Mecum reports that about 60 individuals attended the November event, representing 14 county agencies and 14 private agencies. While more would be welcome, Mecum and Justice both say their state is very diverse; some of the smaller or more rural counties may not have a full-time adoption specialist to send to the expo, and they may have so few children waiting to be adopted that the trip wouldn't be necessary. Mecum says both the general population and the foster care population of Ohio is mostly concentrated in three large counties, and he feels attendees at past events have represented as much as 90% of Ohio's waiting children. Justice points out that organizers set up tables to display information of absent agencies: "If a particular county... can't attend, they can go ahead and send the information about their families or their waiting children."

While they don't currently have a reliable way to track matches that are made at the expo and result in finalized adoptions, both Mecum and Justice are convinced the events are making a difference. Mecum guesses at least a dozen strong potential matches are made at each event; Justice says it's worth it if even one child finds a family. "I definitely think this is one of the avenues that does assist in our adoption finalization effort," Justice continues. "There's lot of things that people across the state are doing to make sure that our children's voices are heard and that permanency is achieved for them."

Meghan Williams is a contributing editor to Children's Voice.


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North Dakota

A father whose daughter was removed from his care several years ago was advocating for an ombudsman program for families receiving social services in North Dakota. Several other states, including Alaska, Washington, Utah, Arizona, Texas, Kentucky, and Maine, have ombudsman offices for child protection, child welfare, or health and human services. Representatives from the North Dakota Department of Human Services, a CWLA member, and the governor's office told the Grand Forks Herald that several options already exist for citizens who have complaints about their experience with the department. Additionally, many decisions are made locally in North Dakota, which has a state-supervised, county-administered child welfare system.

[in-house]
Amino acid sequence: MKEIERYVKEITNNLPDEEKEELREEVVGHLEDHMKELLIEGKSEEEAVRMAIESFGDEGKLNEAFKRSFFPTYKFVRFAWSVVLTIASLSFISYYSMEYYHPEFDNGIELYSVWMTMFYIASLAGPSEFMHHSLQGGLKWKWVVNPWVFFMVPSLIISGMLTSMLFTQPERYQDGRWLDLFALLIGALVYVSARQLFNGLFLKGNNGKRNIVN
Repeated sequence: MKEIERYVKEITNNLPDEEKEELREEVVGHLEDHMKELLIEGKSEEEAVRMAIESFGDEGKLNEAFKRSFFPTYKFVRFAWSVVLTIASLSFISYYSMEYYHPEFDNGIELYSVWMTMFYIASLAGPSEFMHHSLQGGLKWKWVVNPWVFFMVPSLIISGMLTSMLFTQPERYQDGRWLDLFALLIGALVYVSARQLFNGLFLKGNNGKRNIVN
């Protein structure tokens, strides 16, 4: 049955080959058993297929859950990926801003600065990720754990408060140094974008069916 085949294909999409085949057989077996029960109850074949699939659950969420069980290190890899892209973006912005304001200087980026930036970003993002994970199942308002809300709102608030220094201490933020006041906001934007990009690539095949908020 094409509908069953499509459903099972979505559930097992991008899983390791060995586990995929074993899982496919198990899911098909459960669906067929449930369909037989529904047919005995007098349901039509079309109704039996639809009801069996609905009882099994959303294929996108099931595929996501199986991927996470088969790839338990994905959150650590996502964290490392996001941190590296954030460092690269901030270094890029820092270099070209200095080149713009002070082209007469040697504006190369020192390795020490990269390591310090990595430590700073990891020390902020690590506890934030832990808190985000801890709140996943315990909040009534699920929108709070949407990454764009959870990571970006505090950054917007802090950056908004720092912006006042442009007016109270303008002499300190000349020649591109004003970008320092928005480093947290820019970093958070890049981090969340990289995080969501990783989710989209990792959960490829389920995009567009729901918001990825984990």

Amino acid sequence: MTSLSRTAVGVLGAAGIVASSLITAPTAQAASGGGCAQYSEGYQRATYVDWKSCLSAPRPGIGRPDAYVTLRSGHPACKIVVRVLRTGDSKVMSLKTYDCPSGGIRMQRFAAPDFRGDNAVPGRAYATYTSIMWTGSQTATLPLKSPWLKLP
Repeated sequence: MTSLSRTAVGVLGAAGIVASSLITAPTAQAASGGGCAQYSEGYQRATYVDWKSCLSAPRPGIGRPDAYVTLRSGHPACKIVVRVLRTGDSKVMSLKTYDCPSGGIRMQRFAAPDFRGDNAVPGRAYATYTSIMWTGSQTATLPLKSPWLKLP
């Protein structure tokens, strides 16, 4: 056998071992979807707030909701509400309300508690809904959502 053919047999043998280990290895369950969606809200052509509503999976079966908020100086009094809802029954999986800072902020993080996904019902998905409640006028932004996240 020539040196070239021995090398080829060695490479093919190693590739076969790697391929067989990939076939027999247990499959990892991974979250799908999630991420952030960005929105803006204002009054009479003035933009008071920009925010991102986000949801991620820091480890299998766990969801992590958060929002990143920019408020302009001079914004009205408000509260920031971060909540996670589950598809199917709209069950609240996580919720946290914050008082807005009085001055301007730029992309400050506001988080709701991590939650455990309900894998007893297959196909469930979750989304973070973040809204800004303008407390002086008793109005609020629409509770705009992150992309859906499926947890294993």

After 33 years, the state's unique ban on adoptions by gay and lesbian couples ended in October. The Third District Court of Appeals ruled the ban unconstitutional in September. Then, the Florida Department of Children and Families, a CWLA member agency, agreed October 12 to forgo an appeal of the adoption of two brothers by Frank Martin Gill, and 10 days later the Florida attorney general also chose not to file an appeal. With no appeals, the ban remains overturned. An article in last year's November/December issue of Children's Voice examined the issue of gay adoption, including Gill's case; the article is available at family.html.